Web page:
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Monday, Jul 15, 2024

Fun Facts About Beautiful Long Beach

Custom Content by the Los Angeles Business Journal

An ideal bridge between coastal Los Angeles County and Orange County, Long Beach is centrally located in the heart of Southern California. Here are some fun facts about the city.

The Size of the City
Long Beach is 50 square miles in area and is home to more than 460,000 people, making it the 7th largest city in the state of California.

Putting the Beach in Long Beach
Long Beach was originally named “Wilmore City,” but because of its long, wide beaches it was renamed “Long Beach” in 1888. Long Beach is bordered by 5 1/2 miles of clean, sandy beaches. Walk, run, bike or blade on the smooth, fully paved bike path that spans the length of the beach from Downtown to Belmont Shore. Or enjoy an array of watersports such as swimming, sailing, kayaking or jet skiing. You can access the beach in the Belmont Shore / Alamitos Bay area of Long Beach, or from Downtown’s marina green park or bluff park.

Long Beach on the Silver Screen
With its sparkling waterfront, diverse architecture and film-friendly weather, Long Beach has been a popular location for filming television and movies, including features such as Iron Man, Knight and Day, Transformers 2 and 3 and the latest Star Trek movie.
Located less than 30 miles from Hollywood production studios, Long Beach is the backdrop for several TV shows, including Miami for Dexter and CSI Miami. NCIS: Los Angeles, True Blood and Criminal Minds are also filmed in the city. It’s not uncommon to see camera crews in Belmont Shore, Alamitos Bay Marina and on Shoreline Drive for coastal stand-in locations and downtown Long Beach’s East Village Arts District or Third, Cedar and Pine Avenues for urban settings.

Long Live the Queen
The Queen Mary has been docked as the historic centerpiece of Long Beach Harbor since 1967. Although it is still afloat and even moves up and down with the tides, it no longer functions as a passenger ship.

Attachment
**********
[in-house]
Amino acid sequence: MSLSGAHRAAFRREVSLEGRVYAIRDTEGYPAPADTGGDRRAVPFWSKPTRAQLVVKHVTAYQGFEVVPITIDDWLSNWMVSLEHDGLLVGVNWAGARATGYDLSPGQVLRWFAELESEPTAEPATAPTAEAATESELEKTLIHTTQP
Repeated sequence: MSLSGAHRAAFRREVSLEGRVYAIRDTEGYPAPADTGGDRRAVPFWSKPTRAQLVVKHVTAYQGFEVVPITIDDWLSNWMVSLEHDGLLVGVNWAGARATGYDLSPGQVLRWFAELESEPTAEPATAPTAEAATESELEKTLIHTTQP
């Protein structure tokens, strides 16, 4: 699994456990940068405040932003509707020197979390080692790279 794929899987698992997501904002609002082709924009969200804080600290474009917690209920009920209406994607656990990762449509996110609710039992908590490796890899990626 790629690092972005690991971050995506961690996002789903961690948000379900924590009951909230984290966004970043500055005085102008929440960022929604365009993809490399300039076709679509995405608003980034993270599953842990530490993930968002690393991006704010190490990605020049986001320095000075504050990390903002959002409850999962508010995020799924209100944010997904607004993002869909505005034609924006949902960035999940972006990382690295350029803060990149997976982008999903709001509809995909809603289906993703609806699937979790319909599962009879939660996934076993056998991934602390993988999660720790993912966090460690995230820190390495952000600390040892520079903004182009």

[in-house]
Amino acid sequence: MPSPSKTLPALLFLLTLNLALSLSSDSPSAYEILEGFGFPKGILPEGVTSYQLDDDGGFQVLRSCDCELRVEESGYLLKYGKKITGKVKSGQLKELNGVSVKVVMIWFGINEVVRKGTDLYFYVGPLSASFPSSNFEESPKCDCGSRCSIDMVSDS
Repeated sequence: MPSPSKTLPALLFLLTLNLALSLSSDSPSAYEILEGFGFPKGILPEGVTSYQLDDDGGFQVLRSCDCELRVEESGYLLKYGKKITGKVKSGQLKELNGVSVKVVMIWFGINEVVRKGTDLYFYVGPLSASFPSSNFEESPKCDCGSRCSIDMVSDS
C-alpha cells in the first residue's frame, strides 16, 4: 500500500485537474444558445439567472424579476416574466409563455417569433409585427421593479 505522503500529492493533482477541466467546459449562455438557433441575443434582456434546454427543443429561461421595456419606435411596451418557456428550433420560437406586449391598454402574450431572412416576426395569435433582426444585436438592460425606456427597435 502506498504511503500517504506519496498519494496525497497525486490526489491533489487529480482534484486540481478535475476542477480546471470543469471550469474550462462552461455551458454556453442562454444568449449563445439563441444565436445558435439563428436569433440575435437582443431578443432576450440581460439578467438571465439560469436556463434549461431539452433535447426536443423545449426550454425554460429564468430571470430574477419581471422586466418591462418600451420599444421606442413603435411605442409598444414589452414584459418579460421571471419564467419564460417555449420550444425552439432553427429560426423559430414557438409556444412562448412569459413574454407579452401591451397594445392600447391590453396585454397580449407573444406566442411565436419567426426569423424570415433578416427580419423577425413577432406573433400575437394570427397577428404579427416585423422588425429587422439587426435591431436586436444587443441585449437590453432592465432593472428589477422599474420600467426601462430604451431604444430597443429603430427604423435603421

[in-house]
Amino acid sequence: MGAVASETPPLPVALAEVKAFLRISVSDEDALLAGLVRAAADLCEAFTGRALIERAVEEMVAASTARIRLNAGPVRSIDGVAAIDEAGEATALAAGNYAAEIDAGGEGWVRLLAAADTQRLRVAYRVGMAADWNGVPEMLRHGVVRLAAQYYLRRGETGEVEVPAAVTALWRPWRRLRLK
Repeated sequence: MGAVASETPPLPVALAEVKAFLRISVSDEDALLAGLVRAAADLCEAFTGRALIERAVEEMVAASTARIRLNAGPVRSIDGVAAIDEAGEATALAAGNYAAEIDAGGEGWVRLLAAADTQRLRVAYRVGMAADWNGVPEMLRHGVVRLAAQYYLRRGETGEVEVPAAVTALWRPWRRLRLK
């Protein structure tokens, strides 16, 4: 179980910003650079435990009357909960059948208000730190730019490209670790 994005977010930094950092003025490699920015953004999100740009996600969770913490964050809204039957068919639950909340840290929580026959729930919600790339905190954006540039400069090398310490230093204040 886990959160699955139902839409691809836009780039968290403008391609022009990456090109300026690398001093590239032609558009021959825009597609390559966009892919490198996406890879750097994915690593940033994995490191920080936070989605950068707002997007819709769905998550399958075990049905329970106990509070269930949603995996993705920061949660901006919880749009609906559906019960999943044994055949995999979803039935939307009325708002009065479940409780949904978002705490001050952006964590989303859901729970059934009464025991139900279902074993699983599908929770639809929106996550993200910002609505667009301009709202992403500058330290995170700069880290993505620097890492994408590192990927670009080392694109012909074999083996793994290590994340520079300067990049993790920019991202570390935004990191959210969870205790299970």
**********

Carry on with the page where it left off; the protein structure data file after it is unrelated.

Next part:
Perfect Weather
The temperature averages 74 degrees Fahrenheit year round with about 345 average days of sunshine.

Not Just Fish at the Aquarium
The Long Beach Aquarium of the Pacific is actually home to two whales… full-scale replicas of the world’s largest mammal, the Blue Whale, which hang in the Aquarium’s main hall. Although the Aquarium is currently not home to live whales or dolphins, over 12,000 other marine animals do call it home. Its residents include seals, sea lions, bat rays, sharks, bass, sea dragons, and much, much more. Don’t miss the “Lorikeets” which will feed right out of your hand!

Public Transportation
Catch the convenient red Passport shuttle, which runs approximately every 5-10 minutes. It’s free in the Downtown area and can transport you to all of the must-see Long Beach attractions, including the Queen Mary, Aquarium of the Pacific, Shoreline Village and Pine Avenue. For only $1.25, Long Beach Transit continues your journey to the attractions of Belmont Shore, Alamitos Bay and Cal State Long Beach. During summer months, the AquaBus is also available to transport you between selected sites in Rainbow Harbor. Also during the summer, you can hop aboard the new AquaLink catamaran for a swift journey to Alamitos Bay. If you have additional questions, friendly transit advisors are available by phone at (562) 591-2301. Or visit the Transit Information Center on First Street and Promenade.

Is the Queen Mary Haunted?
It’s true that several people have claimed to encounter strange and unusual sites while on the Queen Mary. With almost seventy years of history as a luxury liner, WWII troop-ship, and now hotel and attraction, the Queen Mary has several stories within her steel walls. It has been told that wet footprints are commonly found near what was once used as the first class swimming pool. Odd because that pool has been dry for decades. There is also the occasional sighting of a long-ago worker who was crushed in one of the Queen Mary’s watertight doors. Fact or fable? Explore the Queen Mary and decide for yourself.

About the Large White Dome…
The large white dome next to the Queen Mary, at 115 feet high and 400 feet wide, is definitely an eyecatcher. It is the world’s largest, free-span aluminum geodesic structure and was specifically designed to house Howard Hughes’ giant flying boat, the Spruce Goose. The Spruce Goose is no longer located within the dome, which now serves as the Long Beach Cruise Terminal at the Queen Mary. Carnival Cruise Lines has 2 cruise ships home-ported in Long Beach.

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